Prineville BLM                        35                    16              46%         28,221                2             4           1                    3            8
Total                             1,044                     233             22%        497,856             131            96           42                    9          42
Source: GAO analysis of Forest Service and Interior data.
                                                                  a
                                                                   Planned acres refers to acres for which officials at local units have completed preliminary
                                                                  documentation. It does not refer to local units’ formal acreage targets that they expect to complete in a
                                                                  given year.




                                                                  Page 52                                                 GAO-03-805 Wildland Fire Fuels Reduction
                                                               Appendix IV
                                                               Summary of Information Related to the 17
                                                               Forest Service and BLM Local Units Visited
                                                               by GAO




                                                               Note: Because several factors can delay fuels work, some local units cited more than one reason for
                                                               incomplete fuels reduction projects. The 17 local units visited during our review cited 320 reasons to
                                                               explain 233 incomplete projects.




Table 12: Acres Treated in FY 2002 or Planned in FY 2003 That Were Treated in the Previous Fiscal Year

                                                                                                                                Percentage of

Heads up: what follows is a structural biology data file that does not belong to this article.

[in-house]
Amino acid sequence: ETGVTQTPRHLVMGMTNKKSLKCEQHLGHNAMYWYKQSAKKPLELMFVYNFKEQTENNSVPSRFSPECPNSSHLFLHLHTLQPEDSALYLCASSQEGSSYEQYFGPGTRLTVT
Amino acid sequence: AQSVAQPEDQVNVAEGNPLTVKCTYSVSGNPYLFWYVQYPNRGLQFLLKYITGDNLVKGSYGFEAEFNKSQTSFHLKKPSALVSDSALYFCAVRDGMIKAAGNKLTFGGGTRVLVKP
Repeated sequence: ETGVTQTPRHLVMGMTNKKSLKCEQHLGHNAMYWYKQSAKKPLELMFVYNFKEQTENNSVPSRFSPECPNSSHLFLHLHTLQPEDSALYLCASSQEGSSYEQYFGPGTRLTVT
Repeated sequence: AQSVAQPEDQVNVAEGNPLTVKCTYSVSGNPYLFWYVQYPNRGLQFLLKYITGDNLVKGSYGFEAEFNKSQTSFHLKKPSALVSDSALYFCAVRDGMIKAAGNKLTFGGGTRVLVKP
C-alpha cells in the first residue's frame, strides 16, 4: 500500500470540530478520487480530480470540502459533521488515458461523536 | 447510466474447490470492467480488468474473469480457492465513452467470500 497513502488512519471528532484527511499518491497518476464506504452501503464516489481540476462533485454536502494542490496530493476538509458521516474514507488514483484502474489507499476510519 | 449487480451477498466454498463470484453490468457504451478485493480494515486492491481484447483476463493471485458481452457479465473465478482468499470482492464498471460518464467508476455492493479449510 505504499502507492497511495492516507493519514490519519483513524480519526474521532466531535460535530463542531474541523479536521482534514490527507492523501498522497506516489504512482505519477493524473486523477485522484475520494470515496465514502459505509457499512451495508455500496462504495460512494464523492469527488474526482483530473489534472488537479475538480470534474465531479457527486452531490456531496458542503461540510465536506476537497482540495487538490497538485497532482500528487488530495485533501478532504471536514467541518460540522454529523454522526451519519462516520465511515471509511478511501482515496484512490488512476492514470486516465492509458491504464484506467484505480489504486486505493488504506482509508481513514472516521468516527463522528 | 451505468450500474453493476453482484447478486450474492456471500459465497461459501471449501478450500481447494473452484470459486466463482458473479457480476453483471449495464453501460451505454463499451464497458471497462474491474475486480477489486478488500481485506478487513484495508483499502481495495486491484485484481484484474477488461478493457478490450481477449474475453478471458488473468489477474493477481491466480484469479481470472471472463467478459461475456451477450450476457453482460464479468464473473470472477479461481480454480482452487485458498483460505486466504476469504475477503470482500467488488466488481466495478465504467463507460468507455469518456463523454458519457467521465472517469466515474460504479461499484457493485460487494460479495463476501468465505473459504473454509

FY 2002 acres Percentage of                 Planned FY      Planned FY
                                                                         previously FY 2002 acres                  2003 acres      2003 acres
                                                        FY 2002 acres     treated in     previously Planned FY      previously      previously
Local land units                                           completed           2001 treated in 2001 2003 acres treated in 2002 treated in 2002
California
Alturas BLM                                                       653                                                     746
Klamath NF                                                      3,348                                                  5,903
Los Padres NF                                                   6,704                  82                 1%          10,192
Stanislaus NF                                                   4,892              1,264                 26%          14,134                  420                  3%
Surprise BLM                                                      448                   5                 1%              540
Colorado
Grand Junction BLM                                              3,073                                                 11,395
San Juan BLM                                                    1,573                  37                 2%           2,280
San Juan NF                                                     3,113                                                 16,900                  600                  4%
White River NF                                                    520                                                  3,960
Florida
Apalachicola NF                                                94,661                                                155,027
Osceola NF                                                     12,960                                                 27,890                2,200                  8%
Mississippi
Bienville NF                                                   43,497                                                 55,370
DeSoto NF                                                      80,407                                                101,656
Oregon
Deschutes NF                                                   13,470              5,592                 42%          44,469              33,968                 76%
Ashland Resource Area, Medford
BLM                                                             8,113              2,662                 33%           7,856                3,363                43%
Ochoco NF                                                       4,701                                                 17,000
Prineville BLM                                                 18,749                                                 17,810